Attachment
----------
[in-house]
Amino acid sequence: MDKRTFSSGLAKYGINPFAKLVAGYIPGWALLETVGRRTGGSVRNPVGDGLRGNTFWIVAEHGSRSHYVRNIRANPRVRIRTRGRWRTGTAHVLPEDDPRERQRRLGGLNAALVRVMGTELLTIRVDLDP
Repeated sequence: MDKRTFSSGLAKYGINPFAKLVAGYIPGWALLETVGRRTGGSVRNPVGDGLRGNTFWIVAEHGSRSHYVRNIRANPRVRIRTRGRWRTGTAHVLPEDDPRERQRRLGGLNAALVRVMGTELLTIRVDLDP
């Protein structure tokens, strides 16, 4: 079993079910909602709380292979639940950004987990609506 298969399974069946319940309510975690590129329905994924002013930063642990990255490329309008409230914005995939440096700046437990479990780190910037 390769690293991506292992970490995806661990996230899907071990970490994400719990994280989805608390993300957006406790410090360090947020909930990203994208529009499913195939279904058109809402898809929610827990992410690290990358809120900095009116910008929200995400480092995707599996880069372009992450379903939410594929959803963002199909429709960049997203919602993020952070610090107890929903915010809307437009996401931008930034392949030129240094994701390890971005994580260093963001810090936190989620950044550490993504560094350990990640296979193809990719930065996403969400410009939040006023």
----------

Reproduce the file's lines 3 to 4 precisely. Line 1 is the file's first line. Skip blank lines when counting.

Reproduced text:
Repeated sequence: MDKRTFSSGLAKYGINPFAKLVAGYIPGWALLETVGRRTGGSVRNPVGDGLRGNTFWIVAEHGSRSHYVRNIRANPRVRIRTRGRWRTGTAHVLPEDDPRERQRRLGGLNAALVRVMGTELLTIRVDLDP
């Protein structure tokens, strides 16, 4: 079993079910909602709380292979639940950004987990609506 298969399974069946319940309510975690590129329905994924002013930063642990990255490329309008409230914005995939440096700046437990479990780190910037 390769690293991506292992970490995806661990996230899907071990970490994400719990994280989805608390993300957006406790410090360090947020909930990203994208529009499913195939279904058109809402898809929610827990992410690290990358809120900095009116910008929200995400480092995707599996880069372009992450379903939410594929959803963002199909429709960049997203919602993020952070610090107890929903915010809307437009996401931008930034392949030129240094994701390890971005994580260093963001810090936190989620950044550490993504560094350990990640296979193809990719930065996403969400410009939040006023």